The past few decades have seen the growing acceptance of mindfulness in psychology. As used in the West, "mindfulness" refers to a nonjudgmental, present-centered awareness of thoughts, feelings, and sensations. Though the melding of mindfulness and psychoanalysis has not yielded many structured clinical approaches, theorists such as Jack Kornfield, Mark Epstein, and Jeremy Safran have compared and contrasted these traditions. How can the psychoanalytic clinician use mindfulness? To misquote a popular saying, "WWFD?" ("What would Freud do?"). 

Mindfulness and analytic schools of thought regard two important but related concepts, the self and the ego, in quite different ways. The self is commonly defined as a cognitive and/or affective representation of one's individual identity. Kohut conceptualized the self as a construct created through early experience, one that is adaptable but with a static core. His view departed from Freud's concept of the ego ("the I"); Freud originally equated the ego with a sense of self but later declared, "The ego is that part of the id which has been modified by the direct influence of the external world ... The ego represents what may be called reason and common sense ..." (The Ego and the Id, 1923). Psychoanalytic therapy is wedded to the Western cultural belief that healthy development requires emergence of an autonomous, individuated self. Thus, clinician and client alike often equate health, happiness, and success with strengthening the self through separation from others, individual action, and independent achievement.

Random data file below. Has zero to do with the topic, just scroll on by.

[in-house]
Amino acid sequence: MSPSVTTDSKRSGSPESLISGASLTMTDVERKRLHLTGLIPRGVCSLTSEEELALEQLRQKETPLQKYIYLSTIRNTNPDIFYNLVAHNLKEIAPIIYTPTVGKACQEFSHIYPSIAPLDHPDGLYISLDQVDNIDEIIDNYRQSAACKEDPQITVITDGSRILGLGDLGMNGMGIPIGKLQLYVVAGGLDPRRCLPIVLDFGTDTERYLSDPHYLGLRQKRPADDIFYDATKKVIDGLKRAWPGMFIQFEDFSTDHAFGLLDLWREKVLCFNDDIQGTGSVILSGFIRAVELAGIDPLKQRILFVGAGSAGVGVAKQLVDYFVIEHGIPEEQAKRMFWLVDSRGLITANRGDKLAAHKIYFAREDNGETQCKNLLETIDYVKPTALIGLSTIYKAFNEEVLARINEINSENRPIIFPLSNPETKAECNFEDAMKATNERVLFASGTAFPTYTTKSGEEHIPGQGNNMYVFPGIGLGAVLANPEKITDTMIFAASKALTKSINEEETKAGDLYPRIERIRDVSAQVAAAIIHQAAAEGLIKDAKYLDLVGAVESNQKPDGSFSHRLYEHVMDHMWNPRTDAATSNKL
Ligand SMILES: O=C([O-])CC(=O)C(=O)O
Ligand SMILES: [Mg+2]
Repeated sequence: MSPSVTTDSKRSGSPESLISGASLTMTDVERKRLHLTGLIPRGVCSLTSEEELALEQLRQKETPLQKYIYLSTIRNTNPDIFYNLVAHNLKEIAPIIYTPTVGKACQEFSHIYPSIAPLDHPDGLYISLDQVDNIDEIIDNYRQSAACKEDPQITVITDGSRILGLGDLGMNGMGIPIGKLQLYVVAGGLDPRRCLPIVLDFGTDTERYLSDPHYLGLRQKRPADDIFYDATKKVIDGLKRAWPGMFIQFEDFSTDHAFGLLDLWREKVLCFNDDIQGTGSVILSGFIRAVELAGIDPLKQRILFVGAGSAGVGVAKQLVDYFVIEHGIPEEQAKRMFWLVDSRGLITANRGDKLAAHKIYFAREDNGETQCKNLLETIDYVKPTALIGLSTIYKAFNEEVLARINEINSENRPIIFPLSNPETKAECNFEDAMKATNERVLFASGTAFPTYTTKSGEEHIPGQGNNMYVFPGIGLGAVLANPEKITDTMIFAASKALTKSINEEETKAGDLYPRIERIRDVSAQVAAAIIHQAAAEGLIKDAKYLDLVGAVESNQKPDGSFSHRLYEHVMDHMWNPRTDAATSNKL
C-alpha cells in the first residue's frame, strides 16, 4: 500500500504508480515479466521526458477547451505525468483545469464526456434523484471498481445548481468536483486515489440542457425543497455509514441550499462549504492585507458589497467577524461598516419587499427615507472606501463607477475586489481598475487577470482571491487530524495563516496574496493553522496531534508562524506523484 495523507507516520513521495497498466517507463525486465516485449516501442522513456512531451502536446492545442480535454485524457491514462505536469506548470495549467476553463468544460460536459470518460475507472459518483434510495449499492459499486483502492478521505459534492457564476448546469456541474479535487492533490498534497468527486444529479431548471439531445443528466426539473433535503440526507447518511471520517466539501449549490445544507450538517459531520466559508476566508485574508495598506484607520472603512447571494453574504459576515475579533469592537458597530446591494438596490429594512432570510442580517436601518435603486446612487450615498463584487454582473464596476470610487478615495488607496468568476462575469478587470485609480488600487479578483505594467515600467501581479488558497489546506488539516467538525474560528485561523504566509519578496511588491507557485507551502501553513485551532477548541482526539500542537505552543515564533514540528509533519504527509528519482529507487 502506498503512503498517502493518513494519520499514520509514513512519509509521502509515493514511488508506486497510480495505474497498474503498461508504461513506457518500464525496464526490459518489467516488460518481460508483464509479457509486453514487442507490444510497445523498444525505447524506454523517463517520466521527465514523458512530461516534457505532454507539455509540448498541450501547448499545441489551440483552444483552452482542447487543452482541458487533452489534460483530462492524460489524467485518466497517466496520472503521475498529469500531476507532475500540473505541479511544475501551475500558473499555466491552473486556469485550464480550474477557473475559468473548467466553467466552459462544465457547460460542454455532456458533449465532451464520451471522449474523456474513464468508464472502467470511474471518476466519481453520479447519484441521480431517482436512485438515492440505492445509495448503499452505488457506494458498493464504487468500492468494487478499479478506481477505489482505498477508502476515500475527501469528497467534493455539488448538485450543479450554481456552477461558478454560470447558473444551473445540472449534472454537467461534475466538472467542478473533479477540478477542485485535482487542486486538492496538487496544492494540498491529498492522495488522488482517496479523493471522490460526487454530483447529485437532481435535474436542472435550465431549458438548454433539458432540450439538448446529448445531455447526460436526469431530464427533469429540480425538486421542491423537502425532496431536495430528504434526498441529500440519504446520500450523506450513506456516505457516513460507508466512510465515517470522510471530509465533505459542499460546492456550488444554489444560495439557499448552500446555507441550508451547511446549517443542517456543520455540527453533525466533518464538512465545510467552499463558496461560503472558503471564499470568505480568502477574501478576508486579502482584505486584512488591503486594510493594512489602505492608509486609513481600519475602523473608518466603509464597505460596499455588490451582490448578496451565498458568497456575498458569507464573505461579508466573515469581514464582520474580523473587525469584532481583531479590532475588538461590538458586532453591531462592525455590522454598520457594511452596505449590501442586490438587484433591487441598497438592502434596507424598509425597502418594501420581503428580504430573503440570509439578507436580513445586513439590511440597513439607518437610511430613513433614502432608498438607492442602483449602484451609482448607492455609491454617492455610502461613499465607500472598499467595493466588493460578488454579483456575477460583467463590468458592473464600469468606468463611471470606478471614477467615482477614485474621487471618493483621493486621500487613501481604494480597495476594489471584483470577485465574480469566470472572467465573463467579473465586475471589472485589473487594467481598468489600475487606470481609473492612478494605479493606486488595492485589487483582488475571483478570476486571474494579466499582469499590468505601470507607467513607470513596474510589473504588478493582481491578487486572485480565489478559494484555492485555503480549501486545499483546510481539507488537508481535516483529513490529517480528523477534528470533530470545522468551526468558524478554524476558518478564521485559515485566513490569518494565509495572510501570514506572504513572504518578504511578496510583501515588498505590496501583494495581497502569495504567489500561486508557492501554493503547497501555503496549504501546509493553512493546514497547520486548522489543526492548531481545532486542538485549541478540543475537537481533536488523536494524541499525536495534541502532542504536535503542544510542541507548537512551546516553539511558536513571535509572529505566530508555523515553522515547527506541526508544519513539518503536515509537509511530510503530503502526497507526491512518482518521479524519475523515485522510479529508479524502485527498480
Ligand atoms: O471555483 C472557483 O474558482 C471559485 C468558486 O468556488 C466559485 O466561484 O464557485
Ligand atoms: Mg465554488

Mindfulness, on the other hand, is interested in cultivation of the "no-self," the Buddhist tenet that the self is impermanent and insubstantial -- and that this can be a good thing. Buddhist psychiatrist Mark Epstein has noted that many people have become estranged from themselves and their experience of the present moment and points out the importance of seeing the ego as a transient entity, "arising and passing away moment to moment [and having] no inherent reality." In Epstein's view, "the happiness that we seek depends on our ability to balance the ego's need to do with our inherent capacity to be." Whether or not we subscribe to a Buddhist philosophy, this is a concept we may want to keep in mind when working with clients who are struggling with issues of self and the emptiness of living without feeling connected or present. In the words of Vietnamese monk Thich Nhat Hanh, "Life is one. We do not need to slice it into pieces and call this or that piece a self."

Blair Davis, MA
IMPULSE Staff Writer